UPDATE (Aug. 14): Presbyterians aren't the only ones experiencing tension over the lyrics of "In Christ Alone," which contains the phrase "the wrath of God was satisfied."
Southern Baptist leaders are defending the "centrality" of substiutionary atonement after a state newspaper editor wrote an editorial explaining why "he does not sing certain words ... of a popular hymn due to its mention of God's wrath." Baptist Press reports that SBC leaders were "embarrassed" and "stunned" by the editorial.
Meanwhile, Associated Baptist Press offers more details on the history of how Baptists have viewed atonement theology.
UPDATE (Aug. 5): The word that got "In Christ Alone" booted from a Presbyterian hymnal was not wrath (which is "all over the hymnal"), but satisfied, according to a thorough update reported by The Tennessean. (The hymnal committee offers its own clarification.)
The satisfied language represents the theological view of Anselm, whose 11th-century "satisfaction theory" of the Atonement was refined into "penal substitution" during the 16th-century Reformation.
CT recently noted how the medieval theologian is "as contemporary as ever — and a blessing to evangelicals."
The "wrath of God" has kept one of today's most-popular worship songs from being sung in many Presbyterian churches.
A Presbyterian Church (U.S.A.) committee desired to add "In Christ Alone" to the denomination's new hymnal, Glory to God, set to be released this fall. But it first requested permission to avoid theological controversy by altering the modern hymn's lyrics from "Till on that cross as Jesus died/the wrath of God was satisfied" to "Till on that cross as Jesus died/the love of God was magnified."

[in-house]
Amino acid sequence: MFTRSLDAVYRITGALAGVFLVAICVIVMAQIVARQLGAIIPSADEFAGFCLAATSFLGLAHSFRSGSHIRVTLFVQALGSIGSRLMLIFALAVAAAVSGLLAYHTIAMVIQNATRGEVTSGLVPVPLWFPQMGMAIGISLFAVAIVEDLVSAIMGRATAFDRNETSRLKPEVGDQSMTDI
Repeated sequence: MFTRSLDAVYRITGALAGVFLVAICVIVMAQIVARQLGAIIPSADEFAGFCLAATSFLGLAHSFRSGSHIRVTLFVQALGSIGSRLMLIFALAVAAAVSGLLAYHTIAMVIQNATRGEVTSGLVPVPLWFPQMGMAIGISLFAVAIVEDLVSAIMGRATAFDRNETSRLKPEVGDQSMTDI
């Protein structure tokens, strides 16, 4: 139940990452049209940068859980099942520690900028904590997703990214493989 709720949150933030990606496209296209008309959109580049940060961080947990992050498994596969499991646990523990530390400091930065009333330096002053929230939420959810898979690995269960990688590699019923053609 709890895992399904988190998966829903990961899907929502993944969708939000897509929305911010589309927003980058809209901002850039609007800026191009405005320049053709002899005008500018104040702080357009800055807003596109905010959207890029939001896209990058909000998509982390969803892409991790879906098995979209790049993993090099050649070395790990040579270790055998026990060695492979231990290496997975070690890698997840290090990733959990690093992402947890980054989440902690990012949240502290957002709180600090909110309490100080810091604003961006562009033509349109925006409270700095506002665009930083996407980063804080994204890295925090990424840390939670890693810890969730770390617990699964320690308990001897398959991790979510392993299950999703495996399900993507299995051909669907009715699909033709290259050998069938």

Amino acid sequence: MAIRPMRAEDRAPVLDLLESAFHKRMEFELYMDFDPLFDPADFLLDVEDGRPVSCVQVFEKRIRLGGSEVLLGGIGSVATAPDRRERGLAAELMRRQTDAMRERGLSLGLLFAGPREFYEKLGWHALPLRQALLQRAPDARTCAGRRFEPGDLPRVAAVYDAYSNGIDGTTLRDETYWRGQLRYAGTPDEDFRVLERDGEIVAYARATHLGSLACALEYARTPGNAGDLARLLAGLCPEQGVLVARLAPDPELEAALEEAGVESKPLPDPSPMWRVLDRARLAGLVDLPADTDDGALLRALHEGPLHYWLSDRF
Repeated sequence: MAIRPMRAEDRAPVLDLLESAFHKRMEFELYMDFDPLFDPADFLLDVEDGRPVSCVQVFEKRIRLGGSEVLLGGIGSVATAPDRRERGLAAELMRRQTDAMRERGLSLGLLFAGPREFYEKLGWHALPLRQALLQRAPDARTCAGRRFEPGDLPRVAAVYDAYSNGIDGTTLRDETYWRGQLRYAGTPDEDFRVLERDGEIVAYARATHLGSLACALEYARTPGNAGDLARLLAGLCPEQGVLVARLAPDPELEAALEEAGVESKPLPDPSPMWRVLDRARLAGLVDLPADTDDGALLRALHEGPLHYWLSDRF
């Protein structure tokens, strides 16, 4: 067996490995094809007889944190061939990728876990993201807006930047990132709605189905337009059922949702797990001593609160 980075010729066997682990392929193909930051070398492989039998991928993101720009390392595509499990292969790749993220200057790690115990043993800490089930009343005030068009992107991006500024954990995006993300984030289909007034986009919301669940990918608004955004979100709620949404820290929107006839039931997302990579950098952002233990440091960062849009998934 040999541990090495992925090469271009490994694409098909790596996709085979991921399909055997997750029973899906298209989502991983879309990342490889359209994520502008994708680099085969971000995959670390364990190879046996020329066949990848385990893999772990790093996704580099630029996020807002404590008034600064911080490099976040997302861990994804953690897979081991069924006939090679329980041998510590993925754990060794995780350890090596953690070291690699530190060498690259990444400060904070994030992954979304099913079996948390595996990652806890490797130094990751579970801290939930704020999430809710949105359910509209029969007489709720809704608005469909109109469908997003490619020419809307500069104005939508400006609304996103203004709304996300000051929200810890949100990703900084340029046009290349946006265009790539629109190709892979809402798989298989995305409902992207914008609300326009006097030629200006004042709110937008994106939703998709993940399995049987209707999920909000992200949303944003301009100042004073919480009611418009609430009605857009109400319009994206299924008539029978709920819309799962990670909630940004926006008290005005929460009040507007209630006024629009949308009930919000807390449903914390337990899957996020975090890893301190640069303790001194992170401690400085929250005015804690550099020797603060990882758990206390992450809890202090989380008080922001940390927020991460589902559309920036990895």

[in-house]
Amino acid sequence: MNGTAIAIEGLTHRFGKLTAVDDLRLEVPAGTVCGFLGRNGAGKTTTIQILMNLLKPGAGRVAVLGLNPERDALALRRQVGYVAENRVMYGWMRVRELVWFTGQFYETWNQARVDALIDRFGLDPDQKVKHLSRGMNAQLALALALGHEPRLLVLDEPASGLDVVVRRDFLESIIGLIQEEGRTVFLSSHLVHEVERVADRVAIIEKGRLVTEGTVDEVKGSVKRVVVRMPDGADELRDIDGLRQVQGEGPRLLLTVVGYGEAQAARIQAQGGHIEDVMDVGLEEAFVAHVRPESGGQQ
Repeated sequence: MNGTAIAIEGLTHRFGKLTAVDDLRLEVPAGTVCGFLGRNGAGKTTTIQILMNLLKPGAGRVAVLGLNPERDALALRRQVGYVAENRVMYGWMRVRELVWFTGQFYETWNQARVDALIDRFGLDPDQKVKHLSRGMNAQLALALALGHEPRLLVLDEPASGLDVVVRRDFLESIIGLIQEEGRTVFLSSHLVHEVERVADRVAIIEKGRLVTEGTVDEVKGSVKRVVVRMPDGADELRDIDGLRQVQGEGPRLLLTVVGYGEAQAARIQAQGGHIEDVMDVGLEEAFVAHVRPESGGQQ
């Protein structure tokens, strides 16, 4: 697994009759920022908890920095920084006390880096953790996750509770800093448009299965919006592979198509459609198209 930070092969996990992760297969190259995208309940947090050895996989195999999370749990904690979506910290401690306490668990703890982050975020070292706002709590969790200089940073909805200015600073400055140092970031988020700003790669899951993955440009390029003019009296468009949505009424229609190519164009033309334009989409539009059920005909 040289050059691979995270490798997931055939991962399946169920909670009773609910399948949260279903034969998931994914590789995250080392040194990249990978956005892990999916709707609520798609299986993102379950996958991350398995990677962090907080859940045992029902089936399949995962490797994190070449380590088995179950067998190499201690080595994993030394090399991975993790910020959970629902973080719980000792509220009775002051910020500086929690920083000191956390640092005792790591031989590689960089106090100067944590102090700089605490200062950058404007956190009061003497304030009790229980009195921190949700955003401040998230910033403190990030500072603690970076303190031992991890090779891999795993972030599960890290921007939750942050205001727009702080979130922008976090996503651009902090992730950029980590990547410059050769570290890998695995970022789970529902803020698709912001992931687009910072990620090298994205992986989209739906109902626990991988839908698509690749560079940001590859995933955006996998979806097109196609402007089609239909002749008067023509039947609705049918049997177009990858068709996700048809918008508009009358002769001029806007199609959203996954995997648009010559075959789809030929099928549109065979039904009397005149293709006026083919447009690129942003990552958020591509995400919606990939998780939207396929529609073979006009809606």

However, authors Keith Getty and Stuart Townend rejected the proposal. So the committee voted six to nine to bar the hymn.
"The song has been removed from our contents list, with deep regret over losing its otherwise poignant and powerful witness," committee chair Mary Louise Bringle toldThe Christian Century. The "view that the cross is primarily about God's need to assuage God's anger" would have a negative impact on worshippers' education, according to Bringle.
Atonement theology—including penal substitution, the perspective captured in "In Christ Alone"—has long been controversial. But the exclusion of the hymn, No. 11 of the worship songs sung most often in American churches last year, prompted debate about how Christian doctrine is included in worship music.
In a widely-circulated response to the PCUSA that the Gettys called "spot on" on their Facebook page, Timothy George argued that although debating doctrine through hymns is not a new phenomenon, failing to recognize God's capacity for wrath can effectively trivialize God's power. "God's love is not sentimental; it is holy. It is tender, but not squishy," he wrote. "It involves not only compassion, kindness, and mercy beyond measure … but also indignation against injustice and unremitting opposition to all that is evil."
Russell Moore observed in the Washington Post that singing about doctrines such as God's wrath serves as a direct reminder of God's mercy to Christians.
CT has covered the Gettys and their success in reviving hymns for modern worship, and has regularly reported on atonement theology, especially penal substitution—including a 2006 cover story on how more and more evangelicals believe Christ's atoning death is merely a grotesque creation of the medieval imagination. CT also examined whether evangelical views of the atonement are too small.
Support Our Work
Subscribe to CT for less than $4.25/month